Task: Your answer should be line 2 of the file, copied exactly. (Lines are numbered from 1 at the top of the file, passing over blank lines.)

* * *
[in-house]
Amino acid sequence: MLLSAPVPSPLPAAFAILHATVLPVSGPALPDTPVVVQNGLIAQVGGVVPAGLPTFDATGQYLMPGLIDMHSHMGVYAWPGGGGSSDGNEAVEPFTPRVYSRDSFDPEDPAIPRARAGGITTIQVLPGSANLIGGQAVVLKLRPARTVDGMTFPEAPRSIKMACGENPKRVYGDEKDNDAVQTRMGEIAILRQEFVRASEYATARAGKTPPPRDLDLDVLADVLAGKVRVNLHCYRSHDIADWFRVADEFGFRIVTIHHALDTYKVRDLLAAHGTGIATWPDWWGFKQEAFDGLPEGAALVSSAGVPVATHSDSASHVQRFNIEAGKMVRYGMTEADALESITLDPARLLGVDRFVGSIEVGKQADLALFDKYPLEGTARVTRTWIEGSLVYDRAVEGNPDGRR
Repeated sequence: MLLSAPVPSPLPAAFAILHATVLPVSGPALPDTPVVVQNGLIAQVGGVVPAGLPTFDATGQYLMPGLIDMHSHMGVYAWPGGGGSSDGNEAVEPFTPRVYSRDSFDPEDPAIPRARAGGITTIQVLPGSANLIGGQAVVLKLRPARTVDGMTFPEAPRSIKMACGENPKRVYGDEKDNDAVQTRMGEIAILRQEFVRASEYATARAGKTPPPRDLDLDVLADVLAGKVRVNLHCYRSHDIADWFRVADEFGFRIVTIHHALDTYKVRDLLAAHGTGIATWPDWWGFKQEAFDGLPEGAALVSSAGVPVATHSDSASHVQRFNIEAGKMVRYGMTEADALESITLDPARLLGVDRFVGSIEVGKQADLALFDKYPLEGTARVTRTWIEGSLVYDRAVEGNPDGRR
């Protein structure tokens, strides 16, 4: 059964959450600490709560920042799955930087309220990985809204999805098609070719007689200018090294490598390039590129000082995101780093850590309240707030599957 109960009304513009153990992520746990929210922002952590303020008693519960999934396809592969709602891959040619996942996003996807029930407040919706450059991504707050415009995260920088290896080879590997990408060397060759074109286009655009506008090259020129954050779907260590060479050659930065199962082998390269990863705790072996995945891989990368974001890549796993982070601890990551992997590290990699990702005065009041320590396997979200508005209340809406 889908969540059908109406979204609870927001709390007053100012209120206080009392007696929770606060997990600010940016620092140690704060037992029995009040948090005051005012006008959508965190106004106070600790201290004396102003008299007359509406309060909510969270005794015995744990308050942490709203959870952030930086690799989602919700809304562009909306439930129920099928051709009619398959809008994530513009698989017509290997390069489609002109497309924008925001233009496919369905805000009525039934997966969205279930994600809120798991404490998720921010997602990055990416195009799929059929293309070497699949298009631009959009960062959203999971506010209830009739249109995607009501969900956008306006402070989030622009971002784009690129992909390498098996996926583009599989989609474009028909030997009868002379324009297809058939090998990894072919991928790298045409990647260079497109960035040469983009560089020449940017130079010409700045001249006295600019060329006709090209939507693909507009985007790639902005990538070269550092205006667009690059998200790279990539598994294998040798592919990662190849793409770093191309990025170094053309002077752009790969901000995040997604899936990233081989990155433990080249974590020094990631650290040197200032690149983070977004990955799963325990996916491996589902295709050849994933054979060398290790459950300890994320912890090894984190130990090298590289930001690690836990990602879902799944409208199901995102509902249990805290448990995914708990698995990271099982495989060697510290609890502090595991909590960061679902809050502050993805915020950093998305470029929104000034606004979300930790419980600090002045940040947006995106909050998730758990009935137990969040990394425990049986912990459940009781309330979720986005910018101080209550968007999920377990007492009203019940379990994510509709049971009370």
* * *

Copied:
Amino acid sequence: MLLSAPVPSPLPAAFAILHATVLPVSGPALPDTPVVVQNGLIAQVGGVVPAGLPTFDATGQYLMPGLIDMHSHMGVYAWPGGGGSSDGNEAVEPFTPRVYSRDSFDPEDPAIPRARAGGITTIQVLPGSANLIGGQAVVLKLRPARTVDGMTFPEAPRSIKMACGENPKRVYGDEKDNDAVQTRMGEIAILRQEFVRASEYATARAGKTPPPRDLDLDVLADVLAGKVRVNLHCYRSHDIADWFRVADEFGFRIVTIHHALDTYKVRDLLAAHGTGIATWPDWWGFKQEAFDGLPEGAALVSSAGVPVATHSDSASHVQRFNIEAGKMVRYGMTEADALESITLDPARLLGVDRFVGSIEVGKQADLALFDKYPLEGTARVTRTWIEGSLVYDRAVEGNPDGRR